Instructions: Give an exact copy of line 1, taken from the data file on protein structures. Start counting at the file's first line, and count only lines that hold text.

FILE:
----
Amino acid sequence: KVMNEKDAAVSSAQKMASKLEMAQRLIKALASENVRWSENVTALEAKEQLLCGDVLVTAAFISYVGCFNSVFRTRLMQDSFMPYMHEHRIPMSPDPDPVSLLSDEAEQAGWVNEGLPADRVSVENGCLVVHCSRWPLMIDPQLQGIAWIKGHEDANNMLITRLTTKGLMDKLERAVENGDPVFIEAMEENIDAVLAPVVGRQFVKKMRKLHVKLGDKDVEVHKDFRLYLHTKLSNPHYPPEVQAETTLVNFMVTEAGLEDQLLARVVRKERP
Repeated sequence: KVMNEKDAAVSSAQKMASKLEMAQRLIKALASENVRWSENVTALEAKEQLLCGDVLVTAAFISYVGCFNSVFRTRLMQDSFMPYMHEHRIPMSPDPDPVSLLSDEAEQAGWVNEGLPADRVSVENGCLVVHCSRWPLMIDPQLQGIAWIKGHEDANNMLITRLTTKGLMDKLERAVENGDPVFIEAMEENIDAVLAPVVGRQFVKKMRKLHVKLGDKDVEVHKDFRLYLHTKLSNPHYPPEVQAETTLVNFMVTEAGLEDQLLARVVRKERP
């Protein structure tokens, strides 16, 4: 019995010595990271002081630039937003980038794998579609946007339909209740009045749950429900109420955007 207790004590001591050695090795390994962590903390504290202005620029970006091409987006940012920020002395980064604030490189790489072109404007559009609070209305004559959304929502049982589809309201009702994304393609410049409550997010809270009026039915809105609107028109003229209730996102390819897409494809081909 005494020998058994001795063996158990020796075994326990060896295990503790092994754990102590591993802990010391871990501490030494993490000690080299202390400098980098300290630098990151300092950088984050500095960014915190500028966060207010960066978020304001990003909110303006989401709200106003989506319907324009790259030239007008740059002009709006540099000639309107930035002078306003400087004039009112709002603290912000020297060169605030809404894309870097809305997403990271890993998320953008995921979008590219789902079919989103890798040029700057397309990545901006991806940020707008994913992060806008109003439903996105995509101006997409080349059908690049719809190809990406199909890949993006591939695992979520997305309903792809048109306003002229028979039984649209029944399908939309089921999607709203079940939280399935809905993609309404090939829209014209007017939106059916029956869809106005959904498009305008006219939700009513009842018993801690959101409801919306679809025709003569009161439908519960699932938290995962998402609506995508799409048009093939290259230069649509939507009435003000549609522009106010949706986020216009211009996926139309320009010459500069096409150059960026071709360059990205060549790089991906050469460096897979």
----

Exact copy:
Amino acid sequence: KVMNEKDAAVSSAQKMASKLEMAQRLIKALASENVRWSENVTALEAKEQLLCGDVLVTAAFISYVGCFNSVFRTRLMQDSFMPYMHEHRIPMSPDPDPVSLLSDEAEQAGWVNEGLPADRVSVENGCLVVHCSRWPLMIDPQLQGIAWIKGHEDANNMLITRLTTKGLMDKLERAVENGDPVFIEAMEENIDAVLAPVVGRQFVKKMRKLHVKLGDKDVEVHKDFRLYLHTKLSNPHYPPEVQAETTLVNFMVTEAGLEDQLLARVVRKERP